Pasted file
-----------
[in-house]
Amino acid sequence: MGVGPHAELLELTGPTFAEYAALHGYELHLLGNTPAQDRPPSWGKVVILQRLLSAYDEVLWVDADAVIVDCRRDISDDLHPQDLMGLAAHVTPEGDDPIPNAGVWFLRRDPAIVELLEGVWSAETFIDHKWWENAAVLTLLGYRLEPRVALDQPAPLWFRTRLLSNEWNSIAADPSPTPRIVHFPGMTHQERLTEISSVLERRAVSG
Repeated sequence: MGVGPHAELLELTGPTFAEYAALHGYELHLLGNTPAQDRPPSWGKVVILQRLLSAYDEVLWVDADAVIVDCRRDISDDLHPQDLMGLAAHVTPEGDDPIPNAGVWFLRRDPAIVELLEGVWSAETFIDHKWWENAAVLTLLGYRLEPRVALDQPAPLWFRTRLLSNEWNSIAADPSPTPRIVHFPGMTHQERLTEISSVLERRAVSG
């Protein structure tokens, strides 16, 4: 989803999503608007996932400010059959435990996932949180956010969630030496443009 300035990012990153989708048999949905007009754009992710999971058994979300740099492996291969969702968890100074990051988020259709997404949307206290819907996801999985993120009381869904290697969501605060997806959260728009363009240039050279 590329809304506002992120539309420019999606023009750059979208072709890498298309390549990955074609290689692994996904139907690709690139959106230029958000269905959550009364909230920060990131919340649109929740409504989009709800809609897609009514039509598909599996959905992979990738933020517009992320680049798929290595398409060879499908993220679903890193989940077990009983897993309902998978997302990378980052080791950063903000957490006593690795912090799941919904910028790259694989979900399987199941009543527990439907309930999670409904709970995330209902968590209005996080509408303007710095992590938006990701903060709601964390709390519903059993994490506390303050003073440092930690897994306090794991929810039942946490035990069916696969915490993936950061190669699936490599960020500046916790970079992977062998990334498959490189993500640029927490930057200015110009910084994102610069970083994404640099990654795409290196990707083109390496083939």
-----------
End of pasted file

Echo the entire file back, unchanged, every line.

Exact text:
[in-house]
Amino acid sequence: MGVGPHAELLELTGPTFAEYAALHGYELHLLGNTPAQDRPPSWGKVVILQRLLSAYDEVLWVDADAVIVDCRRDISDDLHPQDLMGLAAHVTPEGDDPIPNAGVWFLRRDPAIVELLEGVWSAETFIDHKWWENAAVLTLLGYRLEPRVALDQPAPLWFRTRLLSNEWNSIAADPSPTPRIVHFPGMTHQERLTEISSVLERRAVSG
Repeated sequence: MGVGPHAELLELTGPTFAEYAALHGYELHLLGNTPAQDRPPSWGKVVILQRLLSAYDEVLWVDADAVIVDCRRDISDDLHPQDLMGLAAHVTPEGDDPIPNAGVWFLRRDPAIVELLEGVWSAETFIDHKWWENAAVLTLLGYRLEPRVALDQPAPLWFRTRLLSNEWNSIAADPSPTPRIVHFPGMTHQERLTEISSVLERRAVSG
């Protein structure tokens, strides 16, 4: 989803999503608007996932400010059959435990996932949180956010969630030496443009 300035990012990153989708048999949905007009754009992710999971058994979300740099492996291969969702968890100074990051988020259709997404949307206290819907996801999985993120009381869904290697969501605060997806959260728009363009240039050279 590329809304506002992120539309420019999606023009750059979208072709890498298309390549990955074609290689692994996904139907690709690139959106230029958000269905959550009364909230920060990131919340649109929740409504989009709800809609897609009514039509598909599996959905992979990738933020517009992320680049798929290595398409060879499908993220679903890193989940077990009983897993309902998978997302990378980052080791950063903000957490006593690795912090799941919904910028790259694989979900399987199941009543527990439907309930999670409904709970995330209902968590209005996080509408303007710095992590938006990701903060709601964390709390519903059993994490506390303050003073440092930690897994306090794991929810039942946490035990069916696969915490993936950061190669699936490599960020500046916790970079992977062998990334498959490189993500640029927490930057200015110009910084994102610069970083994404640099990654795409290196990707083109390496083939």